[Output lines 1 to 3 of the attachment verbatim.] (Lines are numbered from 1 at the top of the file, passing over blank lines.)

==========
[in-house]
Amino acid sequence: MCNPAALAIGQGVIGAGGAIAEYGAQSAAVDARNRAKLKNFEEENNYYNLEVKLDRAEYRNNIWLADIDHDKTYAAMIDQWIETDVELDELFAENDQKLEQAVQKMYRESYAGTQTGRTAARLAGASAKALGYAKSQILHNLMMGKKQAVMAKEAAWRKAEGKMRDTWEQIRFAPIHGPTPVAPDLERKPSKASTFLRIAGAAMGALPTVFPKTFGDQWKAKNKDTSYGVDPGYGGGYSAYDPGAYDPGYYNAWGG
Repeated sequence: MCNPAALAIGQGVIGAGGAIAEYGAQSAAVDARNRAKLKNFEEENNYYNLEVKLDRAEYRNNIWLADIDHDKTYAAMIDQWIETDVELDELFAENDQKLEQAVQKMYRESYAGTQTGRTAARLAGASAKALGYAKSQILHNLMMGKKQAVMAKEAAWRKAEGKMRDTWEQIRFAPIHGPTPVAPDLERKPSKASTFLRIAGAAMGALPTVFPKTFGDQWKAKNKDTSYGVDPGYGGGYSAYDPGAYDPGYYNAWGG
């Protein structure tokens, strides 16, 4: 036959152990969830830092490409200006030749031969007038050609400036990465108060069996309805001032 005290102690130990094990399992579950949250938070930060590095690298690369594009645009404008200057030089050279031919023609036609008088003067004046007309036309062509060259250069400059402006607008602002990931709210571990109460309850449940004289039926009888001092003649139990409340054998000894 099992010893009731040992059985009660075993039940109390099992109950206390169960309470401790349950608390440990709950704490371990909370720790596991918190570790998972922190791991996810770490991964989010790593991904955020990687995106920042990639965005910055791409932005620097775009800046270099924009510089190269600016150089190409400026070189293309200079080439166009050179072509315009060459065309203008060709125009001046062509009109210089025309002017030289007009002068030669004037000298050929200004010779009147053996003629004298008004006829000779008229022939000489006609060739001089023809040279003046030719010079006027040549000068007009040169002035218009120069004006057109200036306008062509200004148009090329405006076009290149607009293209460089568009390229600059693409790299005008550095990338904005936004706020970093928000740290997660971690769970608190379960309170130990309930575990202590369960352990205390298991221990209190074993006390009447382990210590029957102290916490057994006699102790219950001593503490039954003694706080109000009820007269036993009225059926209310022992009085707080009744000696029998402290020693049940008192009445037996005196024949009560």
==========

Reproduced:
[in-house]
Amino acid sequence: MCNPAALAIGQGVIGAGGAIAEYGAQSAAVDARNRAKLKNFEEENNYYNLEVKLDRAEYRNNIWLADIDHDKTYAAMIDQWIETDVELDELFAENDQKLEQAVQKMYRESYAGTQTGRTAARLAGASAKALGYAKSQILHNLMMGKKQAVMAKEAAWRKAEGKMRDTWEQIRFAPIHGPTPVAPDLERKPSKASTFLRIAGAAMGALPTVFPKTFGDQWKAKNKDTSYGVDPGYGGGYSAYDPGAYDPGYYNAWGG
Repeated sequence: MCNPAALAIGQGVIGAGGAIAEYGAQSAAVDARNRAKLKNFEEENNYYNLEVKLDRAEYRNNIWLADIDHDKTYAAMIDQWIETDVELDELFAENDQKLEQAVQKMYRESYAGTQTGRTAARLAGASAKALGYAKSQILHNLMMGKKQAVMAKEAAWRKAEGKMRDTWEQIRFAPIHGPTPVAPDLERKPSKASTFLRIAGAAMGALPTVFPKTFGDQWKAKNKDTSYGVDPGYGGGYSAYDPGAYDPGYYNAWGG